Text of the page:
Is aging-related ED and essential hypertension the same disorder just in different organs?
Erectile dysfunction (ED) is caused by the inability of the artery that supplies blood to the penis to expand and contract properly. A recent study of this mechanism has led to a new understanding of the important link between ED and the development of coronary artery disease, and to new strategies for prevention and treatment.
The study is described in an article published by the Journal of Men’s Health titled “Hypertension: The Link Between Erectile Dysfunction and Coronary Artery Disease.” Its authors, Jacob Rajfer, MD, UCLA School of Medicine, Los Angeles, CA, and Martin Miner, MD, Warren Alpert School of Medicine, Brown University, Providence, RI, propose that “hypertension negatively affects the flow of blood to both the heart muscle and the erectile tissue of the penis. In both organs it appears to be caused by age-related cell death within the smooth muscle that lines the walls of the blood vessels.”
In fact, the authors say that logic would dictate that “preprogrammed genetic events” affecting the penile vasculature also impacts the peripheral vasculature and gives credibility to the theory that aging-related ED and essential hypertension are probably the same disorder, just in two different tissues. They added that this would also explain why hypertension, a major cause of EnD (endothelial dysfunction) and atherosclerosis, consistently ranks as the primary disorder associated with ED. EnD is an imbalance between vasodilating and vasoconstricting substances produced by (or acting on) the endothelium – the inner lining of blood vessels.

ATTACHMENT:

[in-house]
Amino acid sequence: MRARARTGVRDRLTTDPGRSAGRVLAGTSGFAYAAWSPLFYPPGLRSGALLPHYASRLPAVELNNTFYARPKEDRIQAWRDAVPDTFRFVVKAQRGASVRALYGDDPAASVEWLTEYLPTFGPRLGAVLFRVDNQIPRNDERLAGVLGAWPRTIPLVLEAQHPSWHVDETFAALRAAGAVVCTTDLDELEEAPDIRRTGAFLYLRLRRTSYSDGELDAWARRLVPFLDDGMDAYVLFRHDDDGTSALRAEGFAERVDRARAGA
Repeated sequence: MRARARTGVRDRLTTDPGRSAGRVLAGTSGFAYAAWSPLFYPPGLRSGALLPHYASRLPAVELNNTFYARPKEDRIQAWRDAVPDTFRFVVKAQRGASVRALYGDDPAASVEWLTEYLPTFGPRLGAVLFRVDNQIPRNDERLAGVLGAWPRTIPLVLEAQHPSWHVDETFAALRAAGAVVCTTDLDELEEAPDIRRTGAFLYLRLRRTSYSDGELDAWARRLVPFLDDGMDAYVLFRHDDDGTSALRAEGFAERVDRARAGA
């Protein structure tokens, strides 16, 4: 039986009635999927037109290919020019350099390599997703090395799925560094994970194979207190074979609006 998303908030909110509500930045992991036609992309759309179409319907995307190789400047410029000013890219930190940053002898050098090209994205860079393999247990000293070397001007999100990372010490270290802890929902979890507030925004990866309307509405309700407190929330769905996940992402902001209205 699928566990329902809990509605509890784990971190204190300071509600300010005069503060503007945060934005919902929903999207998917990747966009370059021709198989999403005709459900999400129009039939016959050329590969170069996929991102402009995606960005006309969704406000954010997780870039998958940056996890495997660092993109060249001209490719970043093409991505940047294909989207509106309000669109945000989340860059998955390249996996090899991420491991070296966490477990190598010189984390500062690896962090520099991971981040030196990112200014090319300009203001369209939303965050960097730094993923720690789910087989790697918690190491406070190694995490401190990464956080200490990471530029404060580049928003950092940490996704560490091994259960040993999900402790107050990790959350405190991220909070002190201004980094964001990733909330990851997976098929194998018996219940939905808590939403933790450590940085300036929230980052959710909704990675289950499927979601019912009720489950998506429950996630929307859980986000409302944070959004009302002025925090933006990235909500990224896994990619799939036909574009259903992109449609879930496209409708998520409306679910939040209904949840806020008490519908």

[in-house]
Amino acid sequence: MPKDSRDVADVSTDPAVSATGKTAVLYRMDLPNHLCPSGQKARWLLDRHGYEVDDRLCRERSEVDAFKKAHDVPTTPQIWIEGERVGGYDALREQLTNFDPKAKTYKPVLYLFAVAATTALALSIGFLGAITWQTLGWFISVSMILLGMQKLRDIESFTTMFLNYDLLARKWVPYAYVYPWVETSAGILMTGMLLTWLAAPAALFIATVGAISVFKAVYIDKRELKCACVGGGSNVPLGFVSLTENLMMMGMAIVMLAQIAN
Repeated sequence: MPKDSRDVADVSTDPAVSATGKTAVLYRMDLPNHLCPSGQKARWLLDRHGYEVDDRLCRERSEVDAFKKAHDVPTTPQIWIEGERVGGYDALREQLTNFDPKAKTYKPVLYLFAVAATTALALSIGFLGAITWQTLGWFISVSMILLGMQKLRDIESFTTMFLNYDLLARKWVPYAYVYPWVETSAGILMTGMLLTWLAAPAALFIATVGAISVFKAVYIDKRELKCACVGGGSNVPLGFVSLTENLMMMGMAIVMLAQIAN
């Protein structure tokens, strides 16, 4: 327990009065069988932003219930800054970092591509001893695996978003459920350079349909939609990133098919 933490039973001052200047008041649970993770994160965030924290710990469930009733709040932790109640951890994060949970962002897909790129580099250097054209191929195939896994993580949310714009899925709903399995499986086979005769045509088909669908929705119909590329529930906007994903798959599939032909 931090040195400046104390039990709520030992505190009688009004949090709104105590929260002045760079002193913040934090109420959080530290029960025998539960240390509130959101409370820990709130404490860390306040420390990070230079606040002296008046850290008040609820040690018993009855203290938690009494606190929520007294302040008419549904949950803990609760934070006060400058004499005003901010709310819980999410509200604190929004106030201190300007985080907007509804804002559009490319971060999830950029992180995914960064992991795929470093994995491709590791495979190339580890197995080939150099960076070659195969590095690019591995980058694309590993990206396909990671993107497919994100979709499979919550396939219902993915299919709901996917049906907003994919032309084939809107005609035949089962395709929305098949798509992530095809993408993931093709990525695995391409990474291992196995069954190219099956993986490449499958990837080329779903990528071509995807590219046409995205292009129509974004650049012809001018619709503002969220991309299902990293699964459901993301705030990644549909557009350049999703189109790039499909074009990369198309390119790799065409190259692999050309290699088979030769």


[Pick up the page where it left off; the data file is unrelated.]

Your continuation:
Since hypertension is one of the major causes of EnD, they concluded that it would be logical that men with ED should be screened for hypertension, whereas before they would be screened for EnD or even cardiovascular disease (CAD). Furthermore, the development of strategies to delay or prevent the onset of aging-related smooth muscle apoptosis seem warranted.
Men’s Health editor-in-chief, Ajay Nehra, MD, said in a press statement that “this article further substantiates the correlation between cardiac disease, hypertension, and erectile dysfunction and provides healthcare providers with an insight into discussing the status of erectile function.” Nehra is also a urology professor at Rush University Medical Center, Chicago, IL.